Thursday, January 02, 2014

Setting the Scene + giveaway with Barbara White Daille

Award Winning Amercian Romance author Barbara White Daille visits with the Pink Heart Society to set the scene for her latest Flagman's Folly release, plus offers a signed copy to a lucky commentator.

Thanks so much to The Pink Heart Society for inviting me here to chat about setting the scene for my new release, Rancher at Risk.

This gives me a bit of a dilemma:  setting is probably one of the least-used tools in my writer's toolbox, as my focus is usually on the characters' actions and thoughts and emotions.  In fact, those characters are more likely than I am to describe the world around them.  And that can be a very good thing!

In my opinion, filtering the story through the eyes of the hero, heroine, or a secondary character helps make the story people more real.  The more real they are, the more we care about them. 

Also, when characters describe something through their eyes, they tend to give us their insights by way of a plot element, a piece of dialogue, a memory, or an emotion.

Here's an example from the first book set in the small town of Flagman's Folly, New Mexico.  Sam is the hero of A Rancher's Pride:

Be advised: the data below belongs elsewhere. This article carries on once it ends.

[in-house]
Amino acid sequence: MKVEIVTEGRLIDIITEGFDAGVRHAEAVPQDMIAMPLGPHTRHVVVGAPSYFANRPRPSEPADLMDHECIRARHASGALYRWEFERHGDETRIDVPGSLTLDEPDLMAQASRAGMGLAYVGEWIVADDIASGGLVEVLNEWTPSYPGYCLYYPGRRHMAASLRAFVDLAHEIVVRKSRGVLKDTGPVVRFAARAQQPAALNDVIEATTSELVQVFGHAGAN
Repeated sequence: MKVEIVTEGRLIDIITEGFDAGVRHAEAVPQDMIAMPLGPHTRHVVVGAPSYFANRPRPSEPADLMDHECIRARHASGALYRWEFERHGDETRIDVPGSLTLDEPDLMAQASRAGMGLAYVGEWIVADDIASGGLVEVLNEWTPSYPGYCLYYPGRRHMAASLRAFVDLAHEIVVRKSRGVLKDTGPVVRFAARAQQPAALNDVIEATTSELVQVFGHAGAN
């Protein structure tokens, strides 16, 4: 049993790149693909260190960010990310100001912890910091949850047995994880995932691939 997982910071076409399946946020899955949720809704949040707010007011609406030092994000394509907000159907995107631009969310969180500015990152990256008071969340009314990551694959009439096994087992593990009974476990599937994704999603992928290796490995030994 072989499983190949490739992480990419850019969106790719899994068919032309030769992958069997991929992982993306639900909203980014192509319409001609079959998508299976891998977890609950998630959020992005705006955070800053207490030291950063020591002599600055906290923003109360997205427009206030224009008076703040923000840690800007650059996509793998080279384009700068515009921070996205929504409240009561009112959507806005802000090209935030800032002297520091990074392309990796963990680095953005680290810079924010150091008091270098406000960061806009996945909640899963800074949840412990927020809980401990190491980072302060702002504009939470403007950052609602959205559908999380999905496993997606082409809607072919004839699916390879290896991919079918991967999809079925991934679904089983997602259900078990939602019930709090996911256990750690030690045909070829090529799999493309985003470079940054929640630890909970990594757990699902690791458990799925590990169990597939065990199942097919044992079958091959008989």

Looking out across the yard, Sam said, "Laying in fence, breaking a horse, rounding up cattle.  Jack, those jobs, you know I can handle with my eyes closed."
The foreman nodded.

"But this..."   How could he take care of a deaf four-year-old daughter he hadn't, till yesterday, even known existed?

Raising his gaze, he looked as far as he could see, focusing on the higher pastures and, above them, the ranks of pinon and pine.  Viewing the extent of his ranch usually gave him pleasure, but right now, even that sight couldn't take him from his troubles.




And here are a couple of brief clips from the new Flagman's Folly story, Rancher at Risk.  The hero, Ryan Malloy, has just been reassigned to his boss's new ranch:

He would do his job, get right again with the man who paid his wages, and move on to...who the hell cared where.

Trying to ignore the sudden stiffness in his shoulders, he focused on the building ahead of him.  Tall columns held the porch up, though the structure looked sturdy enough to do without them.  Beneath that sheltering roof stood a white-haired man impersonating an Elvis gone forty years past his prime.

*Great.*  If he'd had to ruin his grand entrance into Flagman's Folly, couldn't he have done it without an audience?

The second clip:

No breeze moved the cottonball clouds.  No air moved at all, except for a shimmery haze generated by the heat of the sun.

Only early May.  What would things be like here in the dog days of summer?

A horse and rider came into view from the west, riding hard.

He swallowed against a sudden rush from the past....

Standing on the north ridge where cell phone reception didn't exist, spotting the horse and rider that would bring him the message no one ever wanted to hear.  Making his own breakneck rush to the ranch and the pickup truck and the road into town.  And, finally, reaching the claustrophobic waiting room where a sad-eyed surgeon fought exhaustion and watched him fight back tears...